Posted by Rats, a resident of Another Palo Alto neighborhood, on Dec 14, 2010 at 4:49 pm
I doubt this is what you saw, as your beast sounds bigger than this... but another animal I've seen in my back-yard is a vole. Actually several of them. They look like rats but with rounder faces... Kind of cute actually.
Posted by Not a rat lover, a resident of Another Palo Alto neighborhood, on Dec 14, 2010 at 11:18 pm
Do you remember a story in the Mercury News a few weeks ago about 1000 rats being sent up here from the South--FOR ADOPTION!!! The story said they were sent to Andy's Pet Store in San Jose. And get this!! They all came from one pregnant female. Seems they have a short gestation period and can have litters of 20 baby rats. I foresee being overrun with rats. Why was this allowed???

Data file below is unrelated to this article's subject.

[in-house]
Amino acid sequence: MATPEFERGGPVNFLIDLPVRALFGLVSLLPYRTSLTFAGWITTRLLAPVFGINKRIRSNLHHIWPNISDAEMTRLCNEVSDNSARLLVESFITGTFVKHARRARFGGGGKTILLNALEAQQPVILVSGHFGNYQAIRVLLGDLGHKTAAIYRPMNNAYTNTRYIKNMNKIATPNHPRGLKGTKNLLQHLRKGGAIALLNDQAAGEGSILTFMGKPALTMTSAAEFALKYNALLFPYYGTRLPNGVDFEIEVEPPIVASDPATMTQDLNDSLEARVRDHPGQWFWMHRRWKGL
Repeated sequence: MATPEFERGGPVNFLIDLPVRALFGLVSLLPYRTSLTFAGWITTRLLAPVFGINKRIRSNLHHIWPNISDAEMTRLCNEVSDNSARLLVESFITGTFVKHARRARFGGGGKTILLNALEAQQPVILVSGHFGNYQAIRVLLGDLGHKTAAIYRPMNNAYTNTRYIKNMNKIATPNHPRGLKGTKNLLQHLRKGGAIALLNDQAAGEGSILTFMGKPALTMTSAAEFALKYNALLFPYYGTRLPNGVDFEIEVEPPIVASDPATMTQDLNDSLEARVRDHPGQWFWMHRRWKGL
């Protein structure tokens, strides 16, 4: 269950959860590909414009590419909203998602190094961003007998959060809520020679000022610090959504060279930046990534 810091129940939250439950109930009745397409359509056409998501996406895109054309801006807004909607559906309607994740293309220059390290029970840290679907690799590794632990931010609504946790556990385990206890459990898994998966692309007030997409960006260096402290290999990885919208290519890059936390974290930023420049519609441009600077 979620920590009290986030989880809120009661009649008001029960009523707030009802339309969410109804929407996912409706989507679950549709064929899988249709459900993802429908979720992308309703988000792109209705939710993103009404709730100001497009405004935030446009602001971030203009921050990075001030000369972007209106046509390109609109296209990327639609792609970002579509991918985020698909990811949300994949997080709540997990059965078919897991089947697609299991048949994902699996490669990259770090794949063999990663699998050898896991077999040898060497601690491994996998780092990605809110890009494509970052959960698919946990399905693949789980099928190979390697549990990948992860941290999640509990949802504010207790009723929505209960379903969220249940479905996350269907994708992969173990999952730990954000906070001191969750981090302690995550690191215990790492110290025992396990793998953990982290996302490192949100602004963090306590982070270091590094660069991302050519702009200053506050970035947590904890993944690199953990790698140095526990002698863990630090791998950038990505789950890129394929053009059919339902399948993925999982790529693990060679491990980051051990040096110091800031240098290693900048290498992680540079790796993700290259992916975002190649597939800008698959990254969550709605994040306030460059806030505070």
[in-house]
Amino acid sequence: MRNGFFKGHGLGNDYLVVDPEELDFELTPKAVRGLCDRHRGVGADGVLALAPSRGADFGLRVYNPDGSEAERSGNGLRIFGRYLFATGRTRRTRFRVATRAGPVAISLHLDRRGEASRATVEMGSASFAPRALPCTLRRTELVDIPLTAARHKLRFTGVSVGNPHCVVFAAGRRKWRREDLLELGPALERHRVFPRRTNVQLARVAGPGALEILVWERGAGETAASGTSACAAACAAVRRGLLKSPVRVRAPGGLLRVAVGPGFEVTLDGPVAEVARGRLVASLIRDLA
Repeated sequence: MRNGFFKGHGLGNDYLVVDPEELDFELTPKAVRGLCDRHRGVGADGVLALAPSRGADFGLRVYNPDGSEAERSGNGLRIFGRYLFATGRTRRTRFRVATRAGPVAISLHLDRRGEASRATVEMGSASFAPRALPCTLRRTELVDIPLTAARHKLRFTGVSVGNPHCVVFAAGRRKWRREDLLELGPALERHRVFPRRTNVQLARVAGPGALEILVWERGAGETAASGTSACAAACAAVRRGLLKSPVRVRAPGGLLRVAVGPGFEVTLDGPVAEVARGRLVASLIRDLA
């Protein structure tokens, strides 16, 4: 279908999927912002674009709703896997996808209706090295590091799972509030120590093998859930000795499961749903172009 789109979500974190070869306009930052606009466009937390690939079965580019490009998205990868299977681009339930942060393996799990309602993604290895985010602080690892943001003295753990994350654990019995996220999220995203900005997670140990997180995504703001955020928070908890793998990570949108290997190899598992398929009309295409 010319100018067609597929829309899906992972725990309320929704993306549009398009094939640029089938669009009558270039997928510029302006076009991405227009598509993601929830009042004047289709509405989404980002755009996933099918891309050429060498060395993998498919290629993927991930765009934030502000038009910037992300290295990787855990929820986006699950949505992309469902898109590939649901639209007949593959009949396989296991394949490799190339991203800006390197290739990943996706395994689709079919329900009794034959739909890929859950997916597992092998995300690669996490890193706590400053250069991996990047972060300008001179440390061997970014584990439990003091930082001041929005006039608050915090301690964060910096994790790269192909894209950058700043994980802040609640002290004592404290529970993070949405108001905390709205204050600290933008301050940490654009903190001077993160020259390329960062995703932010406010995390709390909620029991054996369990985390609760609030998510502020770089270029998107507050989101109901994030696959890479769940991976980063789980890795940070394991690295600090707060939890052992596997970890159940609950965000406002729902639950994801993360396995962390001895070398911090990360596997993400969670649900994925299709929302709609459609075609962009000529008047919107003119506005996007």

Posted by PA res, a resident of Another Palo Alto neighborhood, on Dec 15, 2010 at 4:04 pm
Santa Clara County Vector Control really do know their stuff, but even with cutbacks, they are a wealth of advice on pest control. I was told by them that even if you get rid of the rats and close up the spaces they got in, you should use a degreaser to clean where they climbed in -- it's kind of like an ant trail to them, and if you don't, they'll work their way in again in that same spot.
Secondly -- get rid of that infernal ivory and those overgrown juniper bushes (rat condos, no, rat metropolises!)
Posted by PA res, a resident of Another Palo Alto neighborhood, on Dec 15, 2010 at 4:05 pm
Eek, that was quite a word slip. I MEANT:
nta Clara County Vector Control really do know their stuff, but even with cutbacks, they are a wealth of advice on pest control. I was told by them that even if you get rid of the rats and close up the spaces they got in, you should use a degreaser to clean where they climbed in -- it's kind of like an ant trail to them, and if you don't, they'll work their way in again in that same spot.